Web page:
After an unsuccessful search for a new executive director, the organization had decided to “explore alliances with other organizations similarly motivated, perhaps merging with one of them, in an arrangement that advances and preserves Sunlight’s mission and identity with increased efficiency and effectiveness,” he wrote at the time. The public outcry, from open gov advocates and journalists and more, was immediate and vociferous.
Then, in December, a new post appeared — “Sunlight will endure,” the headline read. “Sunlight will continue its role as a nonpartisan advocate for open government under the leadership of Executive Director John Wonderlich.”
So what changed?
Alexander Howard, a longtime open gov activist and reporter, who joined Sunlight in April 2016, told Technical.ly that the initial communication from September was intended as “a marker” — at that point Klein truly believed that the best path forward for Sunlight was some sort of merger.
But, following the response to this announcement, Klein “decided that he wanted Sunlight to endure as an independent institution.” Of course, there’s also the matter of what happened between September and December on the federal stage (ahem, Donald Trump) and the opportunity the various actions of the new administration pose for the kind of work Sunlight does.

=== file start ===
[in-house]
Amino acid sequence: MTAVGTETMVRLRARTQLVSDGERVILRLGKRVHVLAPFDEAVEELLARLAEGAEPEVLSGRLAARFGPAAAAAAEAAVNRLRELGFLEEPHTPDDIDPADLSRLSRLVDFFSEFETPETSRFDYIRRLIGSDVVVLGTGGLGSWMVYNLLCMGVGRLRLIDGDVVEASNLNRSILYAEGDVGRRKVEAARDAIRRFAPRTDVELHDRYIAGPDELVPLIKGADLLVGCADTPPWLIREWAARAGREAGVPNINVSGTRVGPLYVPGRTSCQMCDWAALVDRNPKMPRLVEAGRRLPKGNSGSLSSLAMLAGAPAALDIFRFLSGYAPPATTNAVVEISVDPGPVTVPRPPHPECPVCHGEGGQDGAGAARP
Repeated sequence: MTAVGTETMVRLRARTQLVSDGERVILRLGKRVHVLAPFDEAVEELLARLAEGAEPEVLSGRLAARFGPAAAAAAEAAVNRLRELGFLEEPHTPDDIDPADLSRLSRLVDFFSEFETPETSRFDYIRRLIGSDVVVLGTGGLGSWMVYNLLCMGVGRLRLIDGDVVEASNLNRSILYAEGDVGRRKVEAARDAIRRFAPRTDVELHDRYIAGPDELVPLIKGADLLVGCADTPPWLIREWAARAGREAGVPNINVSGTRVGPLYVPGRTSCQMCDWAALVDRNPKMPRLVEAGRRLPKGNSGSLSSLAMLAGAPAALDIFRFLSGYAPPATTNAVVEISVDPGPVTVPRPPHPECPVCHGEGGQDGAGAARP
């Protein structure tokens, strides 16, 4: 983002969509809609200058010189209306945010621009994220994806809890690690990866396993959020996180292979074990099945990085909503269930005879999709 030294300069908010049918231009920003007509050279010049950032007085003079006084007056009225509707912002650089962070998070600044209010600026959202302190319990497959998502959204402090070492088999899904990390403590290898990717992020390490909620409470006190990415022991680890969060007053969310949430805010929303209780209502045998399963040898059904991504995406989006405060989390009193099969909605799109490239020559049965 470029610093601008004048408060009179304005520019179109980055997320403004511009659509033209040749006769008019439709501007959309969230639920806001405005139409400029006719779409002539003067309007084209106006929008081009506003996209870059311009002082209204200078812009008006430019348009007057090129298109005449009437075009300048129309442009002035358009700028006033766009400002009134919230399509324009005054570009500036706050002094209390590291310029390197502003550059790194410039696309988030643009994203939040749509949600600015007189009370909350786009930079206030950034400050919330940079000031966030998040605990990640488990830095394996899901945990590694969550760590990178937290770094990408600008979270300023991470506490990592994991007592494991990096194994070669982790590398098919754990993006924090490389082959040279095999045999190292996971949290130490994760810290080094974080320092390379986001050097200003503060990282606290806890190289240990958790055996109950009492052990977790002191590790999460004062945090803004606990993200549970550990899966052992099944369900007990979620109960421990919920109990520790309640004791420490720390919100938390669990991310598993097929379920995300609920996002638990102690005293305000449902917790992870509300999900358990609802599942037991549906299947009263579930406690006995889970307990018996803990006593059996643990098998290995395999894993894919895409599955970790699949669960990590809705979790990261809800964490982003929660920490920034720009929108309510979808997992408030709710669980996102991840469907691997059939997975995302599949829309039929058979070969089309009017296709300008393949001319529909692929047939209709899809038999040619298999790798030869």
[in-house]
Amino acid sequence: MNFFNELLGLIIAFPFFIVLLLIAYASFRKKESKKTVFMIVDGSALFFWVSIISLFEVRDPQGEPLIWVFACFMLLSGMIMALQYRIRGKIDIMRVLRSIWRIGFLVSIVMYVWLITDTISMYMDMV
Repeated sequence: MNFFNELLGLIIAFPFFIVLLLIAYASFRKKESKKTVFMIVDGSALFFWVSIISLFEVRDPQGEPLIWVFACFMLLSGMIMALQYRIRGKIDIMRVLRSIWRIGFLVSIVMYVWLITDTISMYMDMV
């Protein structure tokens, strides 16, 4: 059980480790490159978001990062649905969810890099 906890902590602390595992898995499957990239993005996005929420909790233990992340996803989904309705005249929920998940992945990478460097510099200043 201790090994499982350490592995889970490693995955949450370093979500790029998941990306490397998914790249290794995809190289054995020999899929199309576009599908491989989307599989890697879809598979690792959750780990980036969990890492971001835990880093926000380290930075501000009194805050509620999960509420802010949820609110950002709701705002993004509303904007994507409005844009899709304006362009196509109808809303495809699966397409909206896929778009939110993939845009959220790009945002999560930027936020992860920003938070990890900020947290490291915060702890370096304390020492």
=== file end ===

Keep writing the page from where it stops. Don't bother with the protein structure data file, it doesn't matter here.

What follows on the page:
Yes, Sunlight did shut down Labs, the orgs tech tools arm, and yes, Sunlight did let go of some staff. “We did go through a very difficult existential period,” Howard told Technical.ly. But that existential period was just that — a moment in Sunlight’s continued quest to “preserve and defend an open government by, for and of the people” (as Klein and Wonderlich put it in their “Sunlight will endure” post).
Wonderlich actually served as Sunlight’s interim executive director during the search for a candidate last year, so he has now just taken this role on more permanently, Howard said. And Howard himself got a promotion — he’s now the Sunlight Foundation’s deputy director. “I’m very proud to be leading Sunlight right now,” he said.
“We are smaller than we were, and now we’re thinking about how to grow from here.”-30-